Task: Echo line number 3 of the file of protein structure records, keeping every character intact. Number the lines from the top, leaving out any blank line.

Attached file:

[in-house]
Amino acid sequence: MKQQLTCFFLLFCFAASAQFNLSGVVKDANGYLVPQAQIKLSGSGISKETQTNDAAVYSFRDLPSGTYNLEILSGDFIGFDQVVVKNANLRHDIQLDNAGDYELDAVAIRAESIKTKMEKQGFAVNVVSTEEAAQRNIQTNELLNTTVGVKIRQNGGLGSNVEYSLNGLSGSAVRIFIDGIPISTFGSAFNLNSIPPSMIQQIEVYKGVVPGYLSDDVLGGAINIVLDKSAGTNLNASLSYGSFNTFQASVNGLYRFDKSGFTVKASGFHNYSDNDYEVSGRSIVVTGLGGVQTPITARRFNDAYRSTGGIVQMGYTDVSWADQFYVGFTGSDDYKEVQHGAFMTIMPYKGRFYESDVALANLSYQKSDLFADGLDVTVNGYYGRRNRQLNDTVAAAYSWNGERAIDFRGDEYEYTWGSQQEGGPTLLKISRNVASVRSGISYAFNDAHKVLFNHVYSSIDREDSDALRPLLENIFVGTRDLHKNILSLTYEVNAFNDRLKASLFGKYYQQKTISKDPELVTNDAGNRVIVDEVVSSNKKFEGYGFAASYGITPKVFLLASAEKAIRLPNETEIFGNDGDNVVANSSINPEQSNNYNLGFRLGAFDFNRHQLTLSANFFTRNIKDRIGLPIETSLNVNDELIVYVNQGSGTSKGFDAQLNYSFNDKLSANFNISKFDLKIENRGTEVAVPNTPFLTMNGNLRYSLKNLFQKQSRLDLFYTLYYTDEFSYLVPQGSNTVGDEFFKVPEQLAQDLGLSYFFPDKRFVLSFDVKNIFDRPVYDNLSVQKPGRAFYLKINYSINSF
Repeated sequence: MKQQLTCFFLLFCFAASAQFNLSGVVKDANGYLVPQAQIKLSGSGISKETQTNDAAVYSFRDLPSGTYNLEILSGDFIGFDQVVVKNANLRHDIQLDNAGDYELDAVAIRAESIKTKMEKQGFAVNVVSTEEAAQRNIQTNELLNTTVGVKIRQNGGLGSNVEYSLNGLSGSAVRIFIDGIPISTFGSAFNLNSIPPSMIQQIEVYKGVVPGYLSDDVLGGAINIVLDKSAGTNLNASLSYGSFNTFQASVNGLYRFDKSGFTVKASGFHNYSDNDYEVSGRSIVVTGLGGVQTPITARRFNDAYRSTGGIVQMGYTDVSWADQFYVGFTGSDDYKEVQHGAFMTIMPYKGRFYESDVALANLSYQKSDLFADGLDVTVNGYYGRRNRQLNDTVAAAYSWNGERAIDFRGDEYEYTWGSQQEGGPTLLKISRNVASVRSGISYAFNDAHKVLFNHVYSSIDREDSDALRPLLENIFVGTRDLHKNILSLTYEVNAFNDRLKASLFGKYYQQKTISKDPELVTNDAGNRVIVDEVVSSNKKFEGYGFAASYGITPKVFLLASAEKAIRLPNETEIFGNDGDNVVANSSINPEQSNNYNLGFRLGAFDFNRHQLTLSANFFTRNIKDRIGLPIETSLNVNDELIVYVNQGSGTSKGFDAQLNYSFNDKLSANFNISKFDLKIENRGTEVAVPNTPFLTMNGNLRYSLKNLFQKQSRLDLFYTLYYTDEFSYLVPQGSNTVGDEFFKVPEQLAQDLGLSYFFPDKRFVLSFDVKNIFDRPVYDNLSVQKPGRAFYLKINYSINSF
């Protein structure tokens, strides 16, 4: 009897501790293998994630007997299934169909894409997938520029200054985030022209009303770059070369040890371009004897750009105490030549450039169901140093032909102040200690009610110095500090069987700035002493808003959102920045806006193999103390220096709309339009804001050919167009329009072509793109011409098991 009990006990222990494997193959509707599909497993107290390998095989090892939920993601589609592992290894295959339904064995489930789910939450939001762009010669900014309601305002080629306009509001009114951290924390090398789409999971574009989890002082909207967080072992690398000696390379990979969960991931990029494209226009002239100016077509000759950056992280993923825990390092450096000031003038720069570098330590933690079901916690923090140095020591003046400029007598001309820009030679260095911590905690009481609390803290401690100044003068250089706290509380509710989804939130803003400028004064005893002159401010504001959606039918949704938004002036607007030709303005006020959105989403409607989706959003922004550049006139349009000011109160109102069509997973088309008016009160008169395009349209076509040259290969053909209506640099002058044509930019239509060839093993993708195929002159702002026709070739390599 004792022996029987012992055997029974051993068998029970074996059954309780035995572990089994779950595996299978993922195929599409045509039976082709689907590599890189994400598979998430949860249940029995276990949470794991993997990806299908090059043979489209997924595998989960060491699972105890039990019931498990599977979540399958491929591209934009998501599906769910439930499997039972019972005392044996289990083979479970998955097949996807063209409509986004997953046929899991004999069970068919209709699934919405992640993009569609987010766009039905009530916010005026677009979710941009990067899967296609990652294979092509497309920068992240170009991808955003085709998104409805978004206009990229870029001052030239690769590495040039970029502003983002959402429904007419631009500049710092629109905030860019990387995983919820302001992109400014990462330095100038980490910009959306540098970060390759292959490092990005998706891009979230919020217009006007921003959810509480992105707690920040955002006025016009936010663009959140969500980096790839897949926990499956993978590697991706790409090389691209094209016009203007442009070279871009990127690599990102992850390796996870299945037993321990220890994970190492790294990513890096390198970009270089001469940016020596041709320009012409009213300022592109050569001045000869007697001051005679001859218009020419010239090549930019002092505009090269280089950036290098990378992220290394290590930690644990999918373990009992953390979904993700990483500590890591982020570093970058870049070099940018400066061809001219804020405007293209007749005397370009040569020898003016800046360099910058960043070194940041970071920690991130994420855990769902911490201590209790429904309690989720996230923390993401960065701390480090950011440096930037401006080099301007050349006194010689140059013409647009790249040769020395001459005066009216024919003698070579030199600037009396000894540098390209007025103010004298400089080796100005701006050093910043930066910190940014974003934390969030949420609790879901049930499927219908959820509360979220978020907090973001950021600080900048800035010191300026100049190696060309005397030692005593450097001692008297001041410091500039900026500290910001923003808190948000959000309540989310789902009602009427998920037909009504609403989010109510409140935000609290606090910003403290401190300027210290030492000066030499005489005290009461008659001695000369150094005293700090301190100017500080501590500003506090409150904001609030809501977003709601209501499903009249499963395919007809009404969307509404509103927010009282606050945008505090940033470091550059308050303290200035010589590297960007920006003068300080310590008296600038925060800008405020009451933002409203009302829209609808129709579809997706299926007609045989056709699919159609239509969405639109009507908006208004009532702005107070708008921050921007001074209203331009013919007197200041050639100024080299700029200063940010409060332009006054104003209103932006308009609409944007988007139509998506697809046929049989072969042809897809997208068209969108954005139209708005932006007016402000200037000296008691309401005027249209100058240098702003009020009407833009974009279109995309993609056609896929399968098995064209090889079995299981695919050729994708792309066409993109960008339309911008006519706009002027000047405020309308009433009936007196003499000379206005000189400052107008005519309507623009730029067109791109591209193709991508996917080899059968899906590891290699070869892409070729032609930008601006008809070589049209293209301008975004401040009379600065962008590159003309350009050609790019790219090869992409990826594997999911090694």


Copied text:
Repeated sequence: MKQQLTCFFLLFCFAASAQFNLSGVVKDANGYLVPQAQIKLSGSGISKETQTNDAAVYSFRDLPSGTYNLEILSGDFIGFDQVVVKNANLRHDIQLDNAGDYELDAVAIRAESIKTKMEKQGFAVNVVSTEEAAQRNIQTNELLNTTVGVKIRQNGGLGSNVEYSLNGLSGSAVRIFIDGIPISTFGSAFNLNSIPPSMIQQIEVYKGVVPGYLSDDVLGGAINIVLDKSAGTNLNASLSYGSFNTFQASVNGLYRFDKSGFTVKASGFHNYSDNDYEVSGRSIVVTGLGGVQTPITARRFNDAYRSTGGIVQMGYTDVSWADQFYVGFTGSDDYKEVQHGAFMTIMPYKGRFYESDVALANLSYQKSDLFADGLDVTVNGYYGRRNRQLNDTVAAAYSWNGERAIDFRGDEYEYTWGSQQEGGPTLLKISRNVASVRSGISYAFNDAHKVLFNHVYSSIDREDSDALRPLLENIFVGTRDLHKNILSLTYEVNAFNDRLKASLFGKYYQQKTISKDPELVTNDAGNRVIVDEVVSSNKKFEGYGFAASYGITPKVFLLASAEKAIRLPNETEIFGNDGDNVVANSSINPEQSNNYNLGFRLGAFDFNRHQLTLSANFFTRNIKDRIGLPIETSLNVNDELIVYVNQGSGTSKGFDAQLNYSFNDKLSANFNISKFDLKIENRGTEVAVPNTPFLTMNGNLRYSLKNLFQKQSRLDLFYTLYYTDEFSYLVPQGSNTVGDEFFKVPEQLAQDLGLSYFFPDKRFVLSFDVKNIFDRPVYDNLSVQKPGRAFYLKINYSINSF